Saturday, December 29, 2012

Home visits in Duy Xuyen

Today I was thinking about changes in the lives of some of the children in our Duy Xuyen education program.

When we first started helping some of these Duy Xuyen children six years ago they only had what we would consider temporary homes; homes made from various materials such as wood planks, bamboo, plant fibres, aluminium sheeting, plastic sheeting and they all had mud floors. Because some of them are registered as very poor with the local government, those families have been given grants to build small new homes. Not really enough funding to do so, but a good start with a bank loan or loan from relatives or help from another charity to build little homes.

It was good to reflect on the fact that their lives are easier now; they have stable homes and educational support for their children. They are still poor, but have their children in school, and have homes that are fairly waterproof, making their lives easier and less stressful; although most of them now have home loans.

Friday, December 28, 2012

More books for the mobile library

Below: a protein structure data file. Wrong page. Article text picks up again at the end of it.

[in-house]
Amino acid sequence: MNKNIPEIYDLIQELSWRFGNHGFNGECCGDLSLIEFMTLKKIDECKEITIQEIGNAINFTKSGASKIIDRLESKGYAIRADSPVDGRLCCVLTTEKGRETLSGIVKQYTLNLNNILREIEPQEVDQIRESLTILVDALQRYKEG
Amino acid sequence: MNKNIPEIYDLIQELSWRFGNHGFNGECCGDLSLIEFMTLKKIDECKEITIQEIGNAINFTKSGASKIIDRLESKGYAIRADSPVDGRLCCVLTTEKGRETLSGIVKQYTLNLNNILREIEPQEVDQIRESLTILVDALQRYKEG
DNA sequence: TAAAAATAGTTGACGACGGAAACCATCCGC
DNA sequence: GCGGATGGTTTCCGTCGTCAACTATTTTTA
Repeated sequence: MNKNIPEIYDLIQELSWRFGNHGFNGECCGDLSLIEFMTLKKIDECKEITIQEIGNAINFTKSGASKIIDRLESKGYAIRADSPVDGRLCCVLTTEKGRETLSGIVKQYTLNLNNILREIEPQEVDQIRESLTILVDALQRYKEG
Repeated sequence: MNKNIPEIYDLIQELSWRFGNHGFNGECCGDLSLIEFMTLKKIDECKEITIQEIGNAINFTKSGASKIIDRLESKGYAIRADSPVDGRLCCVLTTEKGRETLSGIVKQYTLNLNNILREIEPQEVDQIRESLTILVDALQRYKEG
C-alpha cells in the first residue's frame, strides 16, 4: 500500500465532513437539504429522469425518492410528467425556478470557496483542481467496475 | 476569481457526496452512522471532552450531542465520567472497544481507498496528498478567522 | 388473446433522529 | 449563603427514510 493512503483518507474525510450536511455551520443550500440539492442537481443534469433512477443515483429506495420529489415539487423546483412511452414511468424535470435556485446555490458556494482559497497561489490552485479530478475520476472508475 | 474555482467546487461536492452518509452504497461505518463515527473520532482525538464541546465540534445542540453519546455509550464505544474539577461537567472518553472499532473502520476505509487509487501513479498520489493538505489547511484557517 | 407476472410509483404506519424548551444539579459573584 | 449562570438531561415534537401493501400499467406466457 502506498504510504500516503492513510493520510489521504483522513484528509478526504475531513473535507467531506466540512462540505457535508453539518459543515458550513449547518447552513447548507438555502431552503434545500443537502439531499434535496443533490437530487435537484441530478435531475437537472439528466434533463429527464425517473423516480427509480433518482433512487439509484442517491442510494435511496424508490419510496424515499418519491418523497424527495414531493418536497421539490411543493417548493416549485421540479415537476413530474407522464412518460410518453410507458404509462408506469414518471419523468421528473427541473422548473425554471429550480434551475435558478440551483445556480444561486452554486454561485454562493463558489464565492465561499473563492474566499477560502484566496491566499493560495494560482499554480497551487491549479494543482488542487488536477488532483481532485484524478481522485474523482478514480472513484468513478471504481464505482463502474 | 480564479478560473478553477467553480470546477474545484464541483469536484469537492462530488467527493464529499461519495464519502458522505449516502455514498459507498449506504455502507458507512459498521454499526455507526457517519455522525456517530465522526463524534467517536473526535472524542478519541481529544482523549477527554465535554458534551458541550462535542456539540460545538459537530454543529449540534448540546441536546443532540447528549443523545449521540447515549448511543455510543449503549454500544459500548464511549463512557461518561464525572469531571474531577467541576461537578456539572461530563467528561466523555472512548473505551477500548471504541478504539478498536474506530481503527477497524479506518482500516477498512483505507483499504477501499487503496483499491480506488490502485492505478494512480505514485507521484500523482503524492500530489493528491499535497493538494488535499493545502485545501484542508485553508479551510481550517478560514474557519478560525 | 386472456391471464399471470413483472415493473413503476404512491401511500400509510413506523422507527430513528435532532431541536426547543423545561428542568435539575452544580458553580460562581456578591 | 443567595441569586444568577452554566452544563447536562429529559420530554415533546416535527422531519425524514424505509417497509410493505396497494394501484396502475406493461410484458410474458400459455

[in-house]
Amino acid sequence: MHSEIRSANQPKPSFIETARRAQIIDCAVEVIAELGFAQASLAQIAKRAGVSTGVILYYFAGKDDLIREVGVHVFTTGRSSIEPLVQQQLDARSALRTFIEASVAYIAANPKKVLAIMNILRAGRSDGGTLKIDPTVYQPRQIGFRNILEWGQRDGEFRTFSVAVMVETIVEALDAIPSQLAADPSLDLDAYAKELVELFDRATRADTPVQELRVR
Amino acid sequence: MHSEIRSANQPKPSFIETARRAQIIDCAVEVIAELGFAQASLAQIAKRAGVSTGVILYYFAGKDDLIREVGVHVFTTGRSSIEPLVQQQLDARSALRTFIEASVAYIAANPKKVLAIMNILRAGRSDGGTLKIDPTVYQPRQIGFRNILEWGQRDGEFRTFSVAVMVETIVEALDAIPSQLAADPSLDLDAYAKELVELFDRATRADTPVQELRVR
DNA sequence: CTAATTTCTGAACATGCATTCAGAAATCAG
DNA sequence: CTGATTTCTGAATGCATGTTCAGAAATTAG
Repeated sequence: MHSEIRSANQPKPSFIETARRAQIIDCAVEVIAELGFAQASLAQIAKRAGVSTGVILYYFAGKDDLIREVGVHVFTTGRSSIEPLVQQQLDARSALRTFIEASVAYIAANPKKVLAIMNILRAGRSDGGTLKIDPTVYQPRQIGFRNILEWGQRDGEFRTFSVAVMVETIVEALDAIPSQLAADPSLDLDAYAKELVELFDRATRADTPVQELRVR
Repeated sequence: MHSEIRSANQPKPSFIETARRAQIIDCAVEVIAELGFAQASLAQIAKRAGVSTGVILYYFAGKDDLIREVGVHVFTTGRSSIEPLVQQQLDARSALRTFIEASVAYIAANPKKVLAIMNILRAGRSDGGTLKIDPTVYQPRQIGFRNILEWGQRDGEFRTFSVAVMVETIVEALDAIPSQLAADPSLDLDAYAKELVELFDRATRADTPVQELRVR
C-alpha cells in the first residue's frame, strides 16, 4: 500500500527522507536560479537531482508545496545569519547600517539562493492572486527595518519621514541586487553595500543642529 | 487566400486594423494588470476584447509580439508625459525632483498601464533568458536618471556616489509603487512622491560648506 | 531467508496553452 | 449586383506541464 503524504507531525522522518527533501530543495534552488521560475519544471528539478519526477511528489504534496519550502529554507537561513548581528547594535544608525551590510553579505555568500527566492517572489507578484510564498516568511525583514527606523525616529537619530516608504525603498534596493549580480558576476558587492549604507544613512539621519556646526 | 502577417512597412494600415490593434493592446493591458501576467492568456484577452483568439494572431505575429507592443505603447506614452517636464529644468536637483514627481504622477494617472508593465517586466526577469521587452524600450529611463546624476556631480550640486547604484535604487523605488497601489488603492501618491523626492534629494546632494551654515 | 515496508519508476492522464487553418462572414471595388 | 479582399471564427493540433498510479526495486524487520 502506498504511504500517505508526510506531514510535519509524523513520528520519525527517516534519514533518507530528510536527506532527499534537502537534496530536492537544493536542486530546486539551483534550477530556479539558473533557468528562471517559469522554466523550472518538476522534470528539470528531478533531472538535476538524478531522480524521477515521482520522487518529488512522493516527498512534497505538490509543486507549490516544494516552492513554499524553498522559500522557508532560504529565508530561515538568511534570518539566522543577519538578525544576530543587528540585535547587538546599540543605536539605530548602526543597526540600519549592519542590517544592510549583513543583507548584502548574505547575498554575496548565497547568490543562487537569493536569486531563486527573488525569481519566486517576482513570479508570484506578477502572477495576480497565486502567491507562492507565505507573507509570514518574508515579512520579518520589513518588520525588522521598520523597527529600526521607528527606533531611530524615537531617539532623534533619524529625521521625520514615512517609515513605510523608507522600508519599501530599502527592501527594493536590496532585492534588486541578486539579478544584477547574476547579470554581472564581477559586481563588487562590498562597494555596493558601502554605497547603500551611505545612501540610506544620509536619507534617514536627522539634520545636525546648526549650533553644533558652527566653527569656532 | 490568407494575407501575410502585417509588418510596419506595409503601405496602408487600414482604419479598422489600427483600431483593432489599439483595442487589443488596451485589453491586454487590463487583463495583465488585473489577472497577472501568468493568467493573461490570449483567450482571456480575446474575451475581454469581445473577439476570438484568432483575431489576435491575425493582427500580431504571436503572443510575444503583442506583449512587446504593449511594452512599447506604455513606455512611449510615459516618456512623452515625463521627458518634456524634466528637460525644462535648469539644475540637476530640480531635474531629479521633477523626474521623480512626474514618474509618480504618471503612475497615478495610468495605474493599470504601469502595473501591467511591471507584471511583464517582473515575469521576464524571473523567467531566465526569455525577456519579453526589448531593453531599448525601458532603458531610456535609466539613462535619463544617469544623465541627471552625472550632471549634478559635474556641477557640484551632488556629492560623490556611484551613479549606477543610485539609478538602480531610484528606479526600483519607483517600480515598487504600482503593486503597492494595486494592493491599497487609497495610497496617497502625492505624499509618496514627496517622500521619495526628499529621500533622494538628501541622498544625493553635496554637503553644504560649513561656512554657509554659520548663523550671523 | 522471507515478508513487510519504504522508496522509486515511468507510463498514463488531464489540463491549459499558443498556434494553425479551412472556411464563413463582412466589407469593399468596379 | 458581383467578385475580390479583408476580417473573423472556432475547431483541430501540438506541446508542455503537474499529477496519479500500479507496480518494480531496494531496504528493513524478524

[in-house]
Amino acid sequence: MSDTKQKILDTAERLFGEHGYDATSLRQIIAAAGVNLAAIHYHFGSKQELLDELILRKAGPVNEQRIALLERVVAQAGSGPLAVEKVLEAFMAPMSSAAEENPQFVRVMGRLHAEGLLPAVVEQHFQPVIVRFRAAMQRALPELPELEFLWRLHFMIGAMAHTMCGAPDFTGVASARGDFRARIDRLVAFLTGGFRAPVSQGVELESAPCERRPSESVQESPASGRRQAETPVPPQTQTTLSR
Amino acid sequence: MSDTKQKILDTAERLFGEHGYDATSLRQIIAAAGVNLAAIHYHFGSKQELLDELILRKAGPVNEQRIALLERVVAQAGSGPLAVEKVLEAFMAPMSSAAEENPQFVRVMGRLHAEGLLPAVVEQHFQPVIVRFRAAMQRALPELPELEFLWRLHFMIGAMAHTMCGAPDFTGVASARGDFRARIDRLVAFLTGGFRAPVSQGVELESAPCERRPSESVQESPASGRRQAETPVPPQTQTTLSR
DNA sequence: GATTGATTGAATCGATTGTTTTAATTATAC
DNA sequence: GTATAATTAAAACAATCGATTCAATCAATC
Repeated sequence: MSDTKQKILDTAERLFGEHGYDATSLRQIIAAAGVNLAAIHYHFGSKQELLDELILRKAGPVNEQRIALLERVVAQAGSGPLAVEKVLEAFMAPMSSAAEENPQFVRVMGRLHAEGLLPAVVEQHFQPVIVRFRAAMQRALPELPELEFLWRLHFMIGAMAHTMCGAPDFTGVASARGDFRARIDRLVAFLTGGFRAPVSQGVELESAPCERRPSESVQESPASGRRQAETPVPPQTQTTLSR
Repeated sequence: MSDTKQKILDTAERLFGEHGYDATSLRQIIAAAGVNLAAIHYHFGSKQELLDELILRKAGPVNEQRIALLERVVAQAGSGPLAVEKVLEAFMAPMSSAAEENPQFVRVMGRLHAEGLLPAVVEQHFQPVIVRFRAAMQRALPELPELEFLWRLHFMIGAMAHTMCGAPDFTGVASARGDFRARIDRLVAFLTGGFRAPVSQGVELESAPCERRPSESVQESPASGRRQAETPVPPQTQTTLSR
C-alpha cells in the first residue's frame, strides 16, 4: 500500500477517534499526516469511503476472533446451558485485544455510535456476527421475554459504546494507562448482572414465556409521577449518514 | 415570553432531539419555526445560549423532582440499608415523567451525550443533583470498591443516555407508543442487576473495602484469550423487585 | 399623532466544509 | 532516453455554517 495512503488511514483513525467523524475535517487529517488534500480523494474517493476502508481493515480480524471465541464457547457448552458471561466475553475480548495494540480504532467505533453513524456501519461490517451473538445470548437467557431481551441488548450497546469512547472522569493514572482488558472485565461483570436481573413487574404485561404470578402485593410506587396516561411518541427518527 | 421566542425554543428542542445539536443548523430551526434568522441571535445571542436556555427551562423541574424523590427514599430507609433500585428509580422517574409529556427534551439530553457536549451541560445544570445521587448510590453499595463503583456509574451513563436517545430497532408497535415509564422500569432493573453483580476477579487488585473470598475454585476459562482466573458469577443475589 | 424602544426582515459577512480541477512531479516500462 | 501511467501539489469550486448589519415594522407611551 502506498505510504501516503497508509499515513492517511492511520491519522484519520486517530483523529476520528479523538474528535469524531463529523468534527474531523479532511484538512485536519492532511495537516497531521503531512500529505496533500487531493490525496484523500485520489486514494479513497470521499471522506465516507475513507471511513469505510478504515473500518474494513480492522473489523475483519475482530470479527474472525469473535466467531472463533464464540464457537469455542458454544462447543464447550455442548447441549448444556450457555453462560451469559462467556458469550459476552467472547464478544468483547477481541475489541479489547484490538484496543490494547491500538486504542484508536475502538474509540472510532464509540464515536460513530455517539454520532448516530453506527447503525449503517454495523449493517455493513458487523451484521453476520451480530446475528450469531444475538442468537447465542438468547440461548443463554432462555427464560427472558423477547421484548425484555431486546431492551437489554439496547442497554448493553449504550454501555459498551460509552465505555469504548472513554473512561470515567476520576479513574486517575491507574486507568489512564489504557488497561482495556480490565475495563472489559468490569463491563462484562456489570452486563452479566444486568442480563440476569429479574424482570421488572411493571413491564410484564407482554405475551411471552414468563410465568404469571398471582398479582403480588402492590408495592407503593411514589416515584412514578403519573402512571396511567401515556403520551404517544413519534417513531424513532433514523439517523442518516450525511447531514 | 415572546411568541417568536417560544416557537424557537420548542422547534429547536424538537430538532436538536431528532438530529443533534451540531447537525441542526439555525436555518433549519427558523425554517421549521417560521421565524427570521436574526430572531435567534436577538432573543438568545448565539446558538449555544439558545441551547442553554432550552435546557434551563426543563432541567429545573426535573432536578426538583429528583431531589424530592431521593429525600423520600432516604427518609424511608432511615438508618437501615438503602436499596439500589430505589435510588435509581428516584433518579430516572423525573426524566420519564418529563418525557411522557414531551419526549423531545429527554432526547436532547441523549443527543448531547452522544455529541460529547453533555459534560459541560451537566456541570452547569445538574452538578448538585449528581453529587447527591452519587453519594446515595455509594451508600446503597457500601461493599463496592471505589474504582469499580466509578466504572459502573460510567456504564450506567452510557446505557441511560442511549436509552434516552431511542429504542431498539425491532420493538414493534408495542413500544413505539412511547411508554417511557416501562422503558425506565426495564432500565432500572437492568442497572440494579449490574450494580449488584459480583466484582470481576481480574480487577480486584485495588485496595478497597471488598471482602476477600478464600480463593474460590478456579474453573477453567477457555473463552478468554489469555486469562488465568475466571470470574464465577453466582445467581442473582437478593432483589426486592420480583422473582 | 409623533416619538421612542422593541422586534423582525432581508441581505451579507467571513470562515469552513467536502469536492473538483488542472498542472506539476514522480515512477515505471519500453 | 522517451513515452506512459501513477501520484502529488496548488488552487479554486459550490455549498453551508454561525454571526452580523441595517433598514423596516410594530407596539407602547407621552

Graeme bought some traditional stories for younger children and interesting books for the older children today. Thank you Graeme for adding to our growing collection of books for the children.

Wednesday, December 26, 2012


Along a muddy lane on the edge of Hoi An is Nga’s house. It looks over a flat expanse of rice fields stretching into the hazy distance. Stooped figures move calf-deep in the mud. It’s the time of year to prepare the paddies for planting.

Nga’s family do not own land but their front garden is lush with vegetables:sweet potatoes cover the ground and green beans climb up the trellis around the garden and along the path leading to the front door.

She’s growing up in an unusual family for Viet Nam: Nga’s mum is the breadwinner and her father stays at home looking after the kids and the house. And it feels a nice place to be despite its chaotic construction of wood and coconut matting, rough earth floor and rusty tin roof.

It’s Christmas day and we’re visiting Nga with Ted Mylnarz. He’s representing Liverpool Rotary who are paying for the schooling of Nga and nine other children in central Viet Nam.

That day we visited four more families all with very different circumstances but with one thing in common: they all know that one of their children will finish school.

(Photos and blog by Graeme Burn, CEF Manager, Australia)